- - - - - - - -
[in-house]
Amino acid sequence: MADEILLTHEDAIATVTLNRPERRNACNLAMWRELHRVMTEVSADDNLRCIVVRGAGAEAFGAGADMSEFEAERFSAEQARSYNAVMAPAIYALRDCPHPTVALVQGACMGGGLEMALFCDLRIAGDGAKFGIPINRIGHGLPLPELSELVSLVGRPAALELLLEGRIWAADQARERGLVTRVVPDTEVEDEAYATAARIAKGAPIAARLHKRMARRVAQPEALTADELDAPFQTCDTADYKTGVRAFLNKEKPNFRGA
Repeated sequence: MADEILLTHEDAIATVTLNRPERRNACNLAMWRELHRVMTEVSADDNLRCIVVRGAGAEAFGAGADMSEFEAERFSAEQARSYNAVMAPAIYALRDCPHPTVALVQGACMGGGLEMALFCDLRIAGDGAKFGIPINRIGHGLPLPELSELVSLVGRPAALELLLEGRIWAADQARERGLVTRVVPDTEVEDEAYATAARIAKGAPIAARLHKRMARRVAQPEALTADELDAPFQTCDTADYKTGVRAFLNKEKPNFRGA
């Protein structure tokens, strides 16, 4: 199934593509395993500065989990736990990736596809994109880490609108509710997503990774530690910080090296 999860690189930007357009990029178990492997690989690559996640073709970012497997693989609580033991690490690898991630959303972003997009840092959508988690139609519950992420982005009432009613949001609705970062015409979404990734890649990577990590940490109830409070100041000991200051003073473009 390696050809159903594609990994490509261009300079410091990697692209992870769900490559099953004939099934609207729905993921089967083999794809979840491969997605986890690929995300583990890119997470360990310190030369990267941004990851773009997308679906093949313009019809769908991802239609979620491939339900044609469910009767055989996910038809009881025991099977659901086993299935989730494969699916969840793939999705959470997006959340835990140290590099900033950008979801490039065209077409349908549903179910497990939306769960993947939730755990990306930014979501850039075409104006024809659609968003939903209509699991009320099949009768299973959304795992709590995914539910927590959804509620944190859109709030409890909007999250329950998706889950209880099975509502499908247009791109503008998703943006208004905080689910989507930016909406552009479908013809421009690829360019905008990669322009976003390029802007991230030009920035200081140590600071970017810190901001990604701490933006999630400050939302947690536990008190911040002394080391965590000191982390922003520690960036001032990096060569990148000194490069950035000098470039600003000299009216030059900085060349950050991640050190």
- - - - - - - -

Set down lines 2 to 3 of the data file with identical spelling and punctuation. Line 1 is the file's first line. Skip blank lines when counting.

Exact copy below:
Amino acid sequence: MADEILLTHEDAIATVTLNRPERRNACNLAMWRELHRVMTEVSADDNLRCIVVRGAGAEAFGAGADMSEFEAERFSAEQARSYNAVMAPAIYALRDCPHPTVALVQGACMGGGLEMALFCDLRIAGDGAKFGIPINRIGHGLPLPELSELVSLVGRPAALELLLEGRIWAADQARERGLVTRVVPDTEVEDEAYATAARIAKGAPIAARLHKRMARRVAQPEALTADELDAPFQTCDTADYKTGVRAFLNKEKPNFRGA
Repeated sequence: MADEILLTHEDAIATVTLNRPERRNACNLAMWRELHRVMTEVSADDNLRCIVVRGAGAEAFGAGADMSEFEAERFSAEQARSYNAVMAPAIYALRDCPHPTVALVQGACMGGGLEMALFCDLRIAGDGAKFGIPINRIGHGLPLPELSELVSLVGRPAALELLLEGRIWAADQARERGLVTRVVPDTEVEDEAYATAARIAKGAPIAARLHKRMARRVAQPEALTADELDAPFQTCDTADYKTGVRAFLNKEKPNFRGA